|I am staying in Bodhgaya at the Root Institute for Wisdom Culture. The institute offers programs and retreats and sponsors a school, as well as a number of other community projects. It is located in the countryside, a quarter mile off the main road to town. It's essentially a walled compound surrounded by open fields. There are many large trees, shrubs and flowers making it quaint and charming. The campus consists of various one and two story buildings with a central dining building and of course, a statue of Buddha in the central courtyard. The Italian girl who checked me in invited me to morning meditation at 6:30am and breakfast at 8:00am.
My room is cottage-like with a ceramic tile floor and front porch. The single room contains two single beds, an empty bookshelf, a desk and garbage can. That’s it. There are two pictures of Buddha on the wall and when I adjusted the one the one hanging crooked, a six inch lizard scurried out from behind. There is a bathroom and shower room, both a short distance from my quarters, down the gravel pathway. Inside the bathroom is a reminder that I'm in India. There is no commode, just a hole in the floor. A mirror and sink hangs from an outside wall as a place to comb your hair and shave. It's all very clean, campy, peaceful and serene.
At breakfast a girl sat down next to me. She is from Brazil and has been at the Root for a couple of months. I don't know much more, as breakfast is a silent time. After breakfast I followed the specific instructions posted for washing of my dishes. Step one, two, three and so on led me though a proper wash. Buddhists appear to be simple, practical and structured. They are known for quoting the many inspirational sayings of the Buddha that direct one towards a righteous life. I found the prayer wheel outside the dining hall to be interesting. It is large wheel and the sign posted nearby says it contains the equivalent of five tons of texts and mantra's. It also boast the power of the wheel. Spinning it gives the benefit equal to two years of retreat, it says. Also mentioned, is the power of the wheel to cure AIDS and cancer.
This morning I took a cycle rickshaw to see the "Big Buddha". It is a big one, standing eighty feet tall. There's really not much else to say about it. Later, I made a second trip to the Mahabodhi Temple complex. I had my photo taken with a couple Tibetan monks. One told me he escaped from Tibet when he was 14 and he has been a monk for twenty years. Outside the Temple complex I noticed a sizable construction project, consisting mostly of a many bamboo poles. A worker told me they are building a structure for use when the Dalai Lama visits Bodhgaya next month.
Midday,I departed Bodhgaya for the train station in the nearby town of Gaya. My train to Varnasi was delayed, so I had a couple hours to kill. Indian train stations are notoriously dirty places with few benches. Many people just sit on the terminal floor awaiting the arrival of their train. This wasn't an option for me, so I decided to take a seat. in the station restaurant. Subsequently, I felt compelled to place a food order. The best choice appeared to be the thali, a set veg meal that cost the equivelent of $2.50. As I picked at the food, I caught a glimpse of something and looked down to see a large rat at my feet nibbling at some crumbs. I shuffled and the rat scurried away. A few minutes later, there's another rat. I moved my bag on the floor and another scattered. Needless to say, what appetite I had, quickly disappeared.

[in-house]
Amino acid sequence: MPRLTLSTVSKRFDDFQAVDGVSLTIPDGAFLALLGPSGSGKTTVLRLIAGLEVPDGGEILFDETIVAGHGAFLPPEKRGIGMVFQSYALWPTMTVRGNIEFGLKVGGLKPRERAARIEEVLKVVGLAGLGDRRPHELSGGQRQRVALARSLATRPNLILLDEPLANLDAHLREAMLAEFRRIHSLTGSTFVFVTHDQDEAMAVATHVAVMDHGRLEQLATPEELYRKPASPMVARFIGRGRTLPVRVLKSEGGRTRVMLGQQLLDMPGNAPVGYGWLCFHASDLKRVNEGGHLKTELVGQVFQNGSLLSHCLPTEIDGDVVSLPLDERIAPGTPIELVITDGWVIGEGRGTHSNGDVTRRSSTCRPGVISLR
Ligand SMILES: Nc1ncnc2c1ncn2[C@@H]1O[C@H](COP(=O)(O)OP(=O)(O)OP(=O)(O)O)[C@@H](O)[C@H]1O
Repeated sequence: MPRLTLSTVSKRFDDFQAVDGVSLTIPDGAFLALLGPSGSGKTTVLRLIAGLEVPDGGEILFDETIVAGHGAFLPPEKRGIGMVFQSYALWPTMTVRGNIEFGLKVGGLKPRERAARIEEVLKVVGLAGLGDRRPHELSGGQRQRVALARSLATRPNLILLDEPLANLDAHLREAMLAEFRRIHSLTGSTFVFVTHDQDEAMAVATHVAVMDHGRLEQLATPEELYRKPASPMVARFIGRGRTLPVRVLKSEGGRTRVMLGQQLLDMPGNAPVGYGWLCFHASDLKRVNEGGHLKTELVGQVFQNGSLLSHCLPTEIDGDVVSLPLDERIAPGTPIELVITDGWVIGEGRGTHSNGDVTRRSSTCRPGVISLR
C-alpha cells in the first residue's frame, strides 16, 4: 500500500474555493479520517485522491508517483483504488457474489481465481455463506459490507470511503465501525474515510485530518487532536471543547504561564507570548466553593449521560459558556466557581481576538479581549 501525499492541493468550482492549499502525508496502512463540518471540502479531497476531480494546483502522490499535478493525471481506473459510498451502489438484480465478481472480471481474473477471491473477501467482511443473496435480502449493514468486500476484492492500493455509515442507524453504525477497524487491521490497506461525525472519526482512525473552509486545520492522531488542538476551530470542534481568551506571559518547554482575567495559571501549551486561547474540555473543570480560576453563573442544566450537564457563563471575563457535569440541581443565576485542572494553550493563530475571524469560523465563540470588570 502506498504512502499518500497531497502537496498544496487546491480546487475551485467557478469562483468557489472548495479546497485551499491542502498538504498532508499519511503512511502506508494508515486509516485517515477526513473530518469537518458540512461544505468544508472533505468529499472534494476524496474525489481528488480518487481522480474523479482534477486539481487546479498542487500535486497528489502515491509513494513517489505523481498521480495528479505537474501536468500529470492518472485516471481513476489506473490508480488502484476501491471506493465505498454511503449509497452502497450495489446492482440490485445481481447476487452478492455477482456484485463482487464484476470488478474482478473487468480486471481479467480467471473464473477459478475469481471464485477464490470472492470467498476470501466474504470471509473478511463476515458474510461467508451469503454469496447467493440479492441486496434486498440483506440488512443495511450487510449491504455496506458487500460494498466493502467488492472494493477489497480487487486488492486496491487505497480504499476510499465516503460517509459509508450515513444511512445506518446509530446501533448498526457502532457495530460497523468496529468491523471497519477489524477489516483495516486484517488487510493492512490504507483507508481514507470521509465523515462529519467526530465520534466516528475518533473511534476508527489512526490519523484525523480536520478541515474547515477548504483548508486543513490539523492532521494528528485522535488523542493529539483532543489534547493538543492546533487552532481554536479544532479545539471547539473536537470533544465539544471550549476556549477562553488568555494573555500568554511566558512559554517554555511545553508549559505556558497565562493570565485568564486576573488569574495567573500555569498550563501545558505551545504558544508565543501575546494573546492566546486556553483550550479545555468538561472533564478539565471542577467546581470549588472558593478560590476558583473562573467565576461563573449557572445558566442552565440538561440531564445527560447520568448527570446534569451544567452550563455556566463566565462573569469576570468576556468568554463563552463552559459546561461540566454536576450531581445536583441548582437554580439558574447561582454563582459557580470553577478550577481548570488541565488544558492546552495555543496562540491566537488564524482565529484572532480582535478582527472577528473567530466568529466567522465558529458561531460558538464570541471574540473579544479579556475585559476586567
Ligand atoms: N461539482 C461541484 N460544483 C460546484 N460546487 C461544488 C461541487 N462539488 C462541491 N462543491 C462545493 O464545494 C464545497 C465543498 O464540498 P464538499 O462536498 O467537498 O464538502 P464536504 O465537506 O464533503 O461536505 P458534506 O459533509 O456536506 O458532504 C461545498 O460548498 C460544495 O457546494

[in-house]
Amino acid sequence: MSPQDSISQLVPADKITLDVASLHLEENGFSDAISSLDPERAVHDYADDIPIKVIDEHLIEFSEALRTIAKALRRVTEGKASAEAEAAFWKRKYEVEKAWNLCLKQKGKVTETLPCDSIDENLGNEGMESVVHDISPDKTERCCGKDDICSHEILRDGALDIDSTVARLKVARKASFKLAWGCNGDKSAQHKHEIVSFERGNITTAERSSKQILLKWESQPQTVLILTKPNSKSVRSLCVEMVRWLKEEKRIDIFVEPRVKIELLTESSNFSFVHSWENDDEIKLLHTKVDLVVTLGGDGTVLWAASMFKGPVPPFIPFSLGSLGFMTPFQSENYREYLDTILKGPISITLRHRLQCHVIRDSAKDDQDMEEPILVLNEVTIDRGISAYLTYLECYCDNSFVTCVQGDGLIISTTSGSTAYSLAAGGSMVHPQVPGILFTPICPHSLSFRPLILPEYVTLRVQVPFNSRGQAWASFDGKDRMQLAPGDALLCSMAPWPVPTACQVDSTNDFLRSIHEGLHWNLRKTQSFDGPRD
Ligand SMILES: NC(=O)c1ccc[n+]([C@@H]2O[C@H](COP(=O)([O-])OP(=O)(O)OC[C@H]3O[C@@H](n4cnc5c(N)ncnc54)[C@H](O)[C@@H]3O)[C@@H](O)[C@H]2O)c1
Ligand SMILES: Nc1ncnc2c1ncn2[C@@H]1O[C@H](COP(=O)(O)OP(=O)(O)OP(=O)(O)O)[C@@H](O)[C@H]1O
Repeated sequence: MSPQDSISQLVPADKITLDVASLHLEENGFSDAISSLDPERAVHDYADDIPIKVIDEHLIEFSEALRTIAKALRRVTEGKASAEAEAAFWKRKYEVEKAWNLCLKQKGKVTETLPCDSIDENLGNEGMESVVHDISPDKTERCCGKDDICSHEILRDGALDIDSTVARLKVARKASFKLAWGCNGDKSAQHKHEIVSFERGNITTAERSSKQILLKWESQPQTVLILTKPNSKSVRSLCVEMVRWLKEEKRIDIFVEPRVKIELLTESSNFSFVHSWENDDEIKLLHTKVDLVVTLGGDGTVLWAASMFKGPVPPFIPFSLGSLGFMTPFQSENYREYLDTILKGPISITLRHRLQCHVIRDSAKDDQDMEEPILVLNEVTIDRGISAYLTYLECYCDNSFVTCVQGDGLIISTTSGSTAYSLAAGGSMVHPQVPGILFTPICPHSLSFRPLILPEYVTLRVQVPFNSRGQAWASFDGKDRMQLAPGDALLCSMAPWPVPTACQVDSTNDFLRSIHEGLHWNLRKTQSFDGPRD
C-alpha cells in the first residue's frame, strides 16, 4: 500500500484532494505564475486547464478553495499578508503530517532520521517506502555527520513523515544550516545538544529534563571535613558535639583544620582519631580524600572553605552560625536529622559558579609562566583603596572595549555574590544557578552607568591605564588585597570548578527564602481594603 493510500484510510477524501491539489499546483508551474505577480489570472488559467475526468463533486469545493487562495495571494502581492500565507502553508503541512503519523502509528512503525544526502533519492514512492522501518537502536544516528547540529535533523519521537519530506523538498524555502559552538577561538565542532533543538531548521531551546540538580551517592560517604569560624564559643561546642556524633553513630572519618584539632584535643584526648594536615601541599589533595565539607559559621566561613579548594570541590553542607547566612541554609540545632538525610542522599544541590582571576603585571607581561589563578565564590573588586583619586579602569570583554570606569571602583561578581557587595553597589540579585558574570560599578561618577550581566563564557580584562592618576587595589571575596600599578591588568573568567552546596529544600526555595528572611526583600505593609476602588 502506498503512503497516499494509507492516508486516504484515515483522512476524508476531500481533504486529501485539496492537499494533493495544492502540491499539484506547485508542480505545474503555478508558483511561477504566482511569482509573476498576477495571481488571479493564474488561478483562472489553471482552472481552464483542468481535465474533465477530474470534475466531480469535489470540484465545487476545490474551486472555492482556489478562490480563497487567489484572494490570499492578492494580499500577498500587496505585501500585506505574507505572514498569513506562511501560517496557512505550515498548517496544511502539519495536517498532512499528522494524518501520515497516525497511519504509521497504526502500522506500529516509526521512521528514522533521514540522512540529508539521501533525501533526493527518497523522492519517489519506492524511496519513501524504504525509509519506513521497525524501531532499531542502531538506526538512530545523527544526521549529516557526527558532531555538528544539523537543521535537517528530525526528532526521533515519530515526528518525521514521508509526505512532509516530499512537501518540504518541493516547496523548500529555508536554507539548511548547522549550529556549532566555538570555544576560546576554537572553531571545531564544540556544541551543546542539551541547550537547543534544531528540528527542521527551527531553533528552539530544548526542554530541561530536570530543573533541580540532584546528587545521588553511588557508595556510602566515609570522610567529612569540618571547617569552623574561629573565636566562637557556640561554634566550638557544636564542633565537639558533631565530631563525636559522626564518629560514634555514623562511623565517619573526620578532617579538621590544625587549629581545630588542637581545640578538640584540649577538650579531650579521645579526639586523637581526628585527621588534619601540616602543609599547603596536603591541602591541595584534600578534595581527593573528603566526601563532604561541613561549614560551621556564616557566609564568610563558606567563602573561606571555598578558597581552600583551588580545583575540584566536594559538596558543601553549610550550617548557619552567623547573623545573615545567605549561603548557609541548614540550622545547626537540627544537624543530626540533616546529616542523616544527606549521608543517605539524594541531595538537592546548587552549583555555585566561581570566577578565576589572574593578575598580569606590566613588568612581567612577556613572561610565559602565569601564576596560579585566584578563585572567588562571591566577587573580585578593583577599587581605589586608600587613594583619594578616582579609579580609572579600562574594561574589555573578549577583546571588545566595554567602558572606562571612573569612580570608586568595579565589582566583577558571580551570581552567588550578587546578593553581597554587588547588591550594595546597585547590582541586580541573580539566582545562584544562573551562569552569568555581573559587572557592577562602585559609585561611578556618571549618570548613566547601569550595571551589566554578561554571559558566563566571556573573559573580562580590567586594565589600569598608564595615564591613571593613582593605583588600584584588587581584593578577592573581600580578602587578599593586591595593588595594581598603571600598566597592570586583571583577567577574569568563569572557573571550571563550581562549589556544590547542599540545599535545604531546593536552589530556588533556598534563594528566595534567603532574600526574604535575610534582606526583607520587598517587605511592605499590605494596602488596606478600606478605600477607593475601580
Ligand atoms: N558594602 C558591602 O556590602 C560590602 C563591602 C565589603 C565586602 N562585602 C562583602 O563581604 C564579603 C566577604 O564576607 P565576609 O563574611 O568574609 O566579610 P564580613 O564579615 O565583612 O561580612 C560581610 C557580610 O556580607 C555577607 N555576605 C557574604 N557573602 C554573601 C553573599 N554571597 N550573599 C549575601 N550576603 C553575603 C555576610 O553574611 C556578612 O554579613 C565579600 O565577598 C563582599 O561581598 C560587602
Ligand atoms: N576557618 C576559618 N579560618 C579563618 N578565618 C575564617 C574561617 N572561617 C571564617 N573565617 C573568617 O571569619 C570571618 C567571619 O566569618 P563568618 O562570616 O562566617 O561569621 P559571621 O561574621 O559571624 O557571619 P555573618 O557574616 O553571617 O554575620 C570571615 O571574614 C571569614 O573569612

While waiting for my train I met Simranjit. He is 24, a Sikh and says he is a journalist for the Hindi publication "Prabhat Khabar". It's a local morning newspaper and his specialty is politics. He started out by asking me the four questions all Indians want to know; name, age, occupation and salary. Sometimes I make things up, just to pique their interest! Simranjit is youthful, educated and optimistic. He told me how much the Indian people like Barack Obama. He was impressed that Obama spoke Hindi when recently greeting India's leader. "America is India's friend", he said. He explained that Indians are poor, but happy people. He talked about India being a secular, but spiritual country. I lost track of time and suddenly realized that my train had arrived. I showed Simranjit my ticket and we ran like hell through the station, maneuvering through the crowds of people. With Simranjit's help, I boarded my train, just in time. After my trip, I hope to find articles written by Simranjit's on the internet and translate them to English.
I arrived in Varanasi after 7pm and was conveniently met upon exiting my train car by two babu's (Mr. or guys) Mintu sent to pick me up. We loaded into their auto and headed to the Kedareswar B&B. Traffic was heavy, at times gridlocked. "It's bad because it's Sunday evening during the wedding season", the driver told me. We discussed driving the streets of India and he jokingly said I should drive. He told me that he started driving at age 14. "It's easy to drive here", he said, swerving to miss an oncoming vehicle. "Just like America, we have rules for driving" he continued. But "in India nobody follows them". That's for sure, babu.